Torlakson and Tuck disagree on fundamentals: how to improve student learning, how to organize the K-12 system, and how to build political support for public education.
The 21,000-student ABC Unified School District in South Los Angeles County celebrates a productive labor-management relationship that helps student achievement and makes the workplace more fulfilling.
People like the new funding formula; it's changing local politics and bringing educators and finance people together. But they fear for its future.
Pomona College professor David Menefee-Libey brings decades of policy analysis to the blog.
State School Board president Mike Kirst signals the end of single-measure accountability as California schools chase eight state priorities.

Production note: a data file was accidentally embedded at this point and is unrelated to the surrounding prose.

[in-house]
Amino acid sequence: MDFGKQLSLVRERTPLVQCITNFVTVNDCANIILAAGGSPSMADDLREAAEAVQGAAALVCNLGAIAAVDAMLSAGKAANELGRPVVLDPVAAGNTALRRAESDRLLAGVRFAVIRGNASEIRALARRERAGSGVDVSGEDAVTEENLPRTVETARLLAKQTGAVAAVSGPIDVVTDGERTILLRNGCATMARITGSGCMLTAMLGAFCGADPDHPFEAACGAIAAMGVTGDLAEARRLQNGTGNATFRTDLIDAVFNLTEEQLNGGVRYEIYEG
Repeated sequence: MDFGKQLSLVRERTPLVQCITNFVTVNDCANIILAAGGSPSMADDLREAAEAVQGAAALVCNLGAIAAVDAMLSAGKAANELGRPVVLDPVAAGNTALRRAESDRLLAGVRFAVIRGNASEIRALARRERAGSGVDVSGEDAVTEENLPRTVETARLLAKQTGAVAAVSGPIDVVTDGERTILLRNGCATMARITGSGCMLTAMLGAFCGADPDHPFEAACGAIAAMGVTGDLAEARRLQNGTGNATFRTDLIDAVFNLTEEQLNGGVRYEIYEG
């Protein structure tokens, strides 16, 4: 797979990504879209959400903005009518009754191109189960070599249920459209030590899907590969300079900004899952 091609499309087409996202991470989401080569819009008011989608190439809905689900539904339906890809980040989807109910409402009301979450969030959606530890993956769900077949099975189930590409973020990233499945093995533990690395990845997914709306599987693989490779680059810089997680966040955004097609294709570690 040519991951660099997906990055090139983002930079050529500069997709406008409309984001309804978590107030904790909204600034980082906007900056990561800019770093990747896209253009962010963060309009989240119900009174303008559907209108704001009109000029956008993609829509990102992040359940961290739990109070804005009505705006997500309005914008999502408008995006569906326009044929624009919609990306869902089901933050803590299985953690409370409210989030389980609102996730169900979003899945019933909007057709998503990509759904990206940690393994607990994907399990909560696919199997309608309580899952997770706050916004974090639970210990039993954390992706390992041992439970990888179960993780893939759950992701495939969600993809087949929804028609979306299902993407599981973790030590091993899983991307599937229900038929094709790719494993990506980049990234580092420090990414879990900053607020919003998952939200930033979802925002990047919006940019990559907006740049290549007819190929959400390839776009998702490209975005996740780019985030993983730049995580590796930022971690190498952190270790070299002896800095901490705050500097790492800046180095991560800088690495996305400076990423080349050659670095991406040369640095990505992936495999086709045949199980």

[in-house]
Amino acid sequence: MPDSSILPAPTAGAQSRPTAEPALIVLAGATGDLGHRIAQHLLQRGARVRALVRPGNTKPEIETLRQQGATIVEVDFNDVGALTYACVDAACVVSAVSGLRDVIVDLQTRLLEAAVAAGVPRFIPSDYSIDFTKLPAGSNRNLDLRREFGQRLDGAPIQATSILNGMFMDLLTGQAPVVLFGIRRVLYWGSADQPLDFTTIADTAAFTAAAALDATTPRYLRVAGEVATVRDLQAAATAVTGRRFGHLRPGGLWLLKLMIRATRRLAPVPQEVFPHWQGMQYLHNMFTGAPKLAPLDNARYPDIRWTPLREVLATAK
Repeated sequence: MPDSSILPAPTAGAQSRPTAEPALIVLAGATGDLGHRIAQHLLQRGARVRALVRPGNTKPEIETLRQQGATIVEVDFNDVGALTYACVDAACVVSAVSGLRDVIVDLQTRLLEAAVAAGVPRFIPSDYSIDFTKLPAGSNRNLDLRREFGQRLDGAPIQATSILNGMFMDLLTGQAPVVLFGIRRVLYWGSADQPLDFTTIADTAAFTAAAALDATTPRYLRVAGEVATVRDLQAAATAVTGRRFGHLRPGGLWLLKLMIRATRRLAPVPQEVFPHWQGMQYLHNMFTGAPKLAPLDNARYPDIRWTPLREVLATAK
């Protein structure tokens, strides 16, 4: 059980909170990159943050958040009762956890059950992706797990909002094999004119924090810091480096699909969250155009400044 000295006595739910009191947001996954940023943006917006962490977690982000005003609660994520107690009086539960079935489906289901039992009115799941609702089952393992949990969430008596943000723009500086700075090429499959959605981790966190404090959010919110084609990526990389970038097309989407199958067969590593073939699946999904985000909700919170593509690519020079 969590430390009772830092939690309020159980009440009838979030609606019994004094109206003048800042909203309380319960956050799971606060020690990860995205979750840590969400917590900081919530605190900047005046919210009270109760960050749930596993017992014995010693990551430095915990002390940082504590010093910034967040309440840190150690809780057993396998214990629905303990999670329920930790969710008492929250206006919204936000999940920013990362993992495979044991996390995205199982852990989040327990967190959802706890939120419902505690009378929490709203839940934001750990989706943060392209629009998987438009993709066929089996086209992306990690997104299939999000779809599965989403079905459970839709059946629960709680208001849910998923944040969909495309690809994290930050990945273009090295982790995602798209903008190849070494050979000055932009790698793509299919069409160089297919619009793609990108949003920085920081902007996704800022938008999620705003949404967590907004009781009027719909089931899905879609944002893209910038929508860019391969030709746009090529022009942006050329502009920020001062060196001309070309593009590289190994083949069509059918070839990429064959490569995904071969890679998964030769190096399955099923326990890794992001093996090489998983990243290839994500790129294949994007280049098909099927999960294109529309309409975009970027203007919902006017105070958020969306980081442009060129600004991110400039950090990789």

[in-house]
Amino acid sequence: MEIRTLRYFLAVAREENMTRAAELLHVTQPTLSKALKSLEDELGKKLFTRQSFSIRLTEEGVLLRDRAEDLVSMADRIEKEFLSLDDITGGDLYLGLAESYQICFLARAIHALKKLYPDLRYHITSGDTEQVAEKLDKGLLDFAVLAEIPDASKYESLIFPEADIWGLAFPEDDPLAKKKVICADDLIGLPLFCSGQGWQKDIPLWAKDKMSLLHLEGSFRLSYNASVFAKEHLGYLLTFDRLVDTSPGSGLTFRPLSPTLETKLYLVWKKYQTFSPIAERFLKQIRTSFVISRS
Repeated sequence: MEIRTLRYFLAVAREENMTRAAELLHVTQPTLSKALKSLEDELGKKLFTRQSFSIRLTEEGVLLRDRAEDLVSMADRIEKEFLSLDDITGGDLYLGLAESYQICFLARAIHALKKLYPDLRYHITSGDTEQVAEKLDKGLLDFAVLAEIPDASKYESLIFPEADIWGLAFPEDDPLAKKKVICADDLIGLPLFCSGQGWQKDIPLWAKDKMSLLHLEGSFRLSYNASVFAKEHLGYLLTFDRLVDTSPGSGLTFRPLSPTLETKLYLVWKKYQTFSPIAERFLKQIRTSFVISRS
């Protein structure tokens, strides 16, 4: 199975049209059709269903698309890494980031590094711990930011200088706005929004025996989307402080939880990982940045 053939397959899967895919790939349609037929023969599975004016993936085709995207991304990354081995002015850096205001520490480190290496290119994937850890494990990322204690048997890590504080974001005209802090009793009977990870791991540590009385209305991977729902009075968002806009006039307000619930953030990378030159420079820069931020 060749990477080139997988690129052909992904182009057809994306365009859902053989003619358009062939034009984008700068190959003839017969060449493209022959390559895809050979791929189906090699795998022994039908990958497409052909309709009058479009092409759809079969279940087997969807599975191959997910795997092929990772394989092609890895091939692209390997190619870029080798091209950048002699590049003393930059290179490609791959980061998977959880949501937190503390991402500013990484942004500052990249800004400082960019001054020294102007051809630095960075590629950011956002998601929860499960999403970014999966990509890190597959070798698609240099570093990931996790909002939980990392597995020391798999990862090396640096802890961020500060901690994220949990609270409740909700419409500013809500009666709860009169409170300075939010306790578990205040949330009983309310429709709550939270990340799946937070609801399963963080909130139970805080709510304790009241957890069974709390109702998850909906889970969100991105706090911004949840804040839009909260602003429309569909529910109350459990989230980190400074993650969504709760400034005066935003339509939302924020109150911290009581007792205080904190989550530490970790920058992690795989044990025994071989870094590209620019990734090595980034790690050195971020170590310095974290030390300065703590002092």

The California Department of Education is applying user-centered design thinking to create educational technology solutions. Guest blogger Karen Holst tells the story.
Ramon Cortines is the once and future superintendent of Los Angeles Unified, brought back to make peace and get things done.
John Deasy picked up a bad hand of cards when he came to the superintendency in Los Angeles. Now, as his exit is likely, the question is whether anyone could have played them better.
How to create a new learning system, what I call Learning 2.0? Build a political coalition around a new learning infrastructure available to every student in the state. Start with English Language Learners.
Almost all the education wars are being fought on a very small battlefield. There's real carnage, but no winners. We should switch the reform fight to building a new learning system.